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Reinstating Maintainance Mode – doing (weekly) task reviews

Last updated on maart 25, 2020

Time to read 4 minutes

Being a Getting Things Done enthusiast, I transformed my outlook into a task management system. It worked fine for a while. Once I got more important 🙂 at my new job and my tasks were piling up, I got more and more upset. My task list never went under the 100 task mark. Something had to be done.

Of course I’d read about David Allen’s review: overlooking everything that came in your inbox and then make decisions about them. However. I did never really implement it – I’ve been in a few jobs where I didn’t have too much to do. But now, it’s different. Reading The Productivity Ninja by Graham Allcott recently got me back on track. So, with new energy I reinstated the task review or maintainance mode.

What is this ‘task review’?

Both Allen and Allcott talk about this ‘review’ of your work. While Allen is seeing things in perspective (The 6 Horizons of Focus), Allcott is more matter-of-fact in his approach – for the short term. So, given the fact you have created a paper and/or digital inbox for all your tasks and ideas, the review should follow suit. It’s decision time, so Alcott states in his book. Basically, one looks over all of his inbox and decides what to do with the task or idea. Do it or shred it. Or, save for the next review. Doing this, you keep a grip on everything you do.

I decided to do the review weekly – because I receive over 50 items a day, each with possible actions for me – but bi-weekly or even monthly is also common. I do it monday morning, before I do anything else (and have finished chatting with a few colleagues over what we did on the weekend). To keep myself sane and not forget anything, I took Allcott’s suggestion of creating a checklist for this review to heart and came up with the following.

0. Emptying my inbox before starting

Before I actually begin reviewing, I empty my inbox first. It most likely only contains messages of last friday (I’ll get to that bit in other posts). Anything I can do in 2 minutes, I do it right away. The other tasks go on my task list.

1. Review all my tasks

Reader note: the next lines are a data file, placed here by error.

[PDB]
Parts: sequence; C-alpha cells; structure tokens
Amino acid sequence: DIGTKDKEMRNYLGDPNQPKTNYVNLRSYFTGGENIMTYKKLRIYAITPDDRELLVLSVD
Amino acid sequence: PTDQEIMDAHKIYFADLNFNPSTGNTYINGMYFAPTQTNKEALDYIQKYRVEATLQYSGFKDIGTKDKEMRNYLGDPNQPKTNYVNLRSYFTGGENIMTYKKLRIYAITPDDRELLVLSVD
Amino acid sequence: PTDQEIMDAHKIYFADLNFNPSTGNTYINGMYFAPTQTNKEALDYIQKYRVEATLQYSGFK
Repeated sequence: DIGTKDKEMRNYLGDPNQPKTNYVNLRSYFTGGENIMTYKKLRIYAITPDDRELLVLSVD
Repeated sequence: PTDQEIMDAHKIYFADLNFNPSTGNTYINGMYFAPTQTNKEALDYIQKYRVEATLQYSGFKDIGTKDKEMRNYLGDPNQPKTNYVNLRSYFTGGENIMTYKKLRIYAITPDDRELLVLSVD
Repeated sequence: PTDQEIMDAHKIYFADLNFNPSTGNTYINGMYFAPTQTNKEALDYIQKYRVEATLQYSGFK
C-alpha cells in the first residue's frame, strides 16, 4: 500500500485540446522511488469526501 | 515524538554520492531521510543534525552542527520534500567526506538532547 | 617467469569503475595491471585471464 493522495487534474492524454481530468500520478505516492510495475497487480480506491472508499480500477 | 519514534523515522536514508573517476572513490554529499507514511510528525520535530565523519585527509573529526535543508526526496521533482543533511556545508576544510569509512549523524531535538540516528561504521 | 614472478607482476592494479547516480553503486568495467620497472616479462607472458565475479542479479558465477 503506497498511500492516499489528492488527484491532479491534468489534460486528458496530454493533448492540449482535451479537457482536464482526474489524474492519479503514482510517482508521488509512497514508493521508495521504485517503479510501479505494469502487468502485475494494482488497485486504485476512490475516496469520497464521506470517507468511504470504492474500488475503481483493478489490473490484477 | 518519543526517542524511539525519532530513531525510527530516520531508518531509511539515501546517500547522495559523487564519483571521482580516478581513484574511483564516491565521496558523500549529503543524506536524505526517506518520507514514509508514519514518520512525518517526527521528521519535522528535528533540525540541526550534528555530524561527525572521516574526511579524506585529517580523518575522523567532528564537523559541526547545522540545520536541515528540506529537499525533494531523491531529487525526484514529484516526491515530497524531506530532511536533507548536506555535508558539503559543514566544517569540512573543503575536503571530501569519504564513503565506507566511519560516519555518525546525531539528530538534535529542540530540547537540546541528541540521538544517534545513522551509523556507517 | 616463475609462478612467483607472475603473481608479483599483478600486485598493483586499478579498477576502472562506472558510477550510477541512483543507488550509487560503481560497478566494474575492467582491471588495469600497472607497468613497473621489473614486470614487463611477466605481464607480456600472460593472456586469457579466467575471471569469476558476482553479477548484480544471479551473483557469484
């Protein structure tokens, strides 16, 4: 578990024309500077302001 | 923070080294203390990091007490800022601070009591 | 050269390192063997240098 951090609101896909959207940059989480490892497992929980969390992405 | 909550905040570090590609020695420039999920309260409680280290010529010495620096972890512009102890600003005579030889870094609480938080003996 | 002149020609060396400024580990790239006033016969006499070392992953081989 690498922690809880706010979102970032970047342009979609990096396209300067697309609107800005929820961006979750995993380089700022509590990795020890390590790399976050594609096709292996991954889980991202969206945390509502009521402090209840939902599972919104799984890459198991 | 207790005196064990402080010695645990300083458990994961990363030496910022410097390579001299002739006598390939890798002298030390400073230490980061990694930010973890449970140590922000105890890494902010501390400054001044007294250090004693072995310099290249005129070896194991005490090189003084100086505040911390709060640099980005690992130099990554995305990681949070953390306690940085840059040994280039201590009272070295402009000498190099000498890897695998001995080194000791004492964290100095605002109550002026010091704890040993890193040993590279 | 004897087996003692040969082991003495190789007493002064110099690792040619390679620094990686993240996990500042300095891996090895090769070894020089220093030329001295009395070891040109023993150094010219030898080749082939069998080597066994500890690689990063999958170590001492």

Next, I set out to review all the tasks on my lists:

  • Is there anything on it I’ve done already?
  • Can I delegate something?
  • Anthing I don’t want or need to do?
  • Anything I want to postpone to the next review?

2. Review all email folders & support desk items

I have a few email inboxes I receive or put in emails of a different nature. Most notably a folder for CCs and a ‘Waiting’ folder, which I use to keep messages I expect an answer to. As an application manager, I also use support sites set up by my suppliers to keep track of bugs and other issues.

  • Is there anything I can delete or mark as closed?
  • Is there anything I need to respond to?
  • Anyone I need to remind of something?

And yes, I do read CCs just once a week. And I educate my peers in the process. 🙂

3. Looking ahead of time: my schedule for the next 3 weeks

This one I hadn’t honestly thought of before I read Allcott’s Ninja-book. This is about looking at your calendar for up to 3 weeks ahead of time to see if anything needs attention.

  • Do I need to prepare stuff and if so, do I have the means (i.e. documents, meeting rooms/spaces) to do it? If not, ask or book a room.
  • Do I need to travel before an appointment? If so, set block travel time in your calendar.
  • Are the goals of the meeting(s) clear? If not ask and then decide if it’s worth your time.

4. Review my projects

To me, a project is something with a clear starting point (and usually, also a date), a clear ending (goal and date) and with more than just one or two tasks for me to do. So, these can be projects both big and small. I now have over 30. These range from configurating a previously unused option in the software and creating documents to installing a completely new tool with extensive testing and collaboration with others.

  • Is there anything that requires my immediate attention (this week)?
  • What’s my next action on this project and when should I be done with it?
  • Anything needs clarification from other people?

The Pitfalls

Sounds good eh? You may find it useful! Let me then also share a few pitfalls I happily ran into shortly after implementing the weekly review.

  • Don’t do your review in a room with other colleagues. Just vanish for a while, also digitally. Your colleagues will likely call you or get up to your desk and ask something. So phones off, and doors closed. Or work from home for that time you’re reviewing. Deciding on what to do is an important activity.
  • Don’t start with items you’re reviewing. If you happen to find tasks you think you can do in a jiffy, schedule them for later that week.
  • Tag, Tag, Tag. I sometimes forget to tag/categorize my tasks. I try to do task batching (do as many similar tasks in one go); properly tagging tasks is key.
  • Postponing decisions on tasks. I noticed I either didn’t want to bother (yet) with deciding and postponed decisions. Just do it.

An improvement I’d like to make, besides heavy tagging on type of task, is to batch tasks according to my attention span. At the end of a workday, I function differently than at the beginning of it. Less attentive, usually. It’s also to keep me from starting on ‘ easy’ tasks during my review time.

What about you?

Do you have a weekly review? If so, what have you learned so far? Let me know through a comment.

Published inOrganizing Home & Work

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